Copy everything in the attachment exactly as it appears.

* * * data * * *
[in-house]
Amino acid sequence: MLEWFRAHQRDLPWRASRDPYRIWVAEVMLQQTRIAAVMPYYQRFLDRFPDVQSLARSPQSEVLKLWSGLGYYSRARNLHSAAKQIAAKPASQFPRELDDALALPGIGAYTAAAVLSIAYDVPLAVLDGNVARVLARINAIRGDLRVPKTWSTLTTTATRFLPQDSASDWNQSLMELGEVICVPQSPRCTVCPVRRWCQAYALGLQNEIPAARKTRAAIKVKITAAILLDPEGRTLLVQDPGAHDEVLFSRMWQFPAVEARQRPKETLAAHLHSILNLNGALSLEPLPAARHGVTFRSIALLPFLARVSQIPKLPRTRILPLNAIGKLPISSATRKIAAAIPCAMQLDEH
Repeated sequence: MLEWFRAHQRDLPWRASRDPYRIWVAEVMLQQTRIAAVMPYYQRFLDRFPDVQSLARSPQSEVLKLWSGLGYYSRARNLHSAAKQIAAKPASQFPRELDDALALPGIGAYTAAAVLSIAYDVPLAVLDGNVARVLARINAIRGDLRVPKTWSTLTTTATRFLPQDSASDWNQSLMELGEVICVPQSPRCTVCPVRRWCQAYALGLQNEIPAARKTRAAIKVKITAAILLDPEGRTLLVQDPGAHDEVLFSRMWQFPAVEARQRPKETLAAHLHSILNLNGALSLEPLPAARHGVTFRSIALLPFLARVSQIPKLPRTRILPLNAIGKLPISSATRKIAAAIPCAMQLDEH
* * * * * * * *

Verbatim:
[in-house]
Amino acid sequence: MLEWFRAHQRDLPWRASRDPYRIWVAEVMLQQTRIAAVMPYYQRFLDRFPDVQSLARSPQSEVLKLWSGLGYYSRARNLHSAAKQIAAKPASQFPRELDDALALPGIGAYTAAAVLSIAYDVPLAVLDGNVARVLARINAIRGDLRVPKTWSTLTTTATRFLPQDSASDWNQSLMELGEVICVPQSPRCTVCPVRRWCQAYALGLQNEIPAARKTRAAIKVKITAAILLDPEGRTLLVQDPGAHDEVLFSRMWQFPAVEARQRPKETLAAHLHSILNLNGALSLEPLPAARHGVTFRSIALLPFLARVSQIPKLPRTRILPLNAIGKLPISSATRKIAAAIPCAMQLDEH
Repeated sequence: MLEWFRAHQRDLPWRASRDPYRIWVAEVMLQQTRIAAVMPYYQRFLDRFPDVQSLARSPQSEVLKLWSGLGYYSRARNLHSAAKQIAAKPASQFPRELDDALALPGIGAYTAAAVLSIAYDVPLAVLDGNVARVLARINAIRGDLRVPKTWSTLTTTATRFLPQDSASDWNQSLMELGEVICVPQSPRCTVCPVRRWCQAYALGLQNEIPAARKTRAAIKVKITAAILLDPEGRTLLVQDPGAHDEVLFSRMWQFPAVEARQRPKETLAAHLHSILNLNGALSLEPLPAARHGVTFRSIALLPFLARVSQIPKLPRTRILPLNAIGKLPISSATRKIAAAIPCAMQLDEH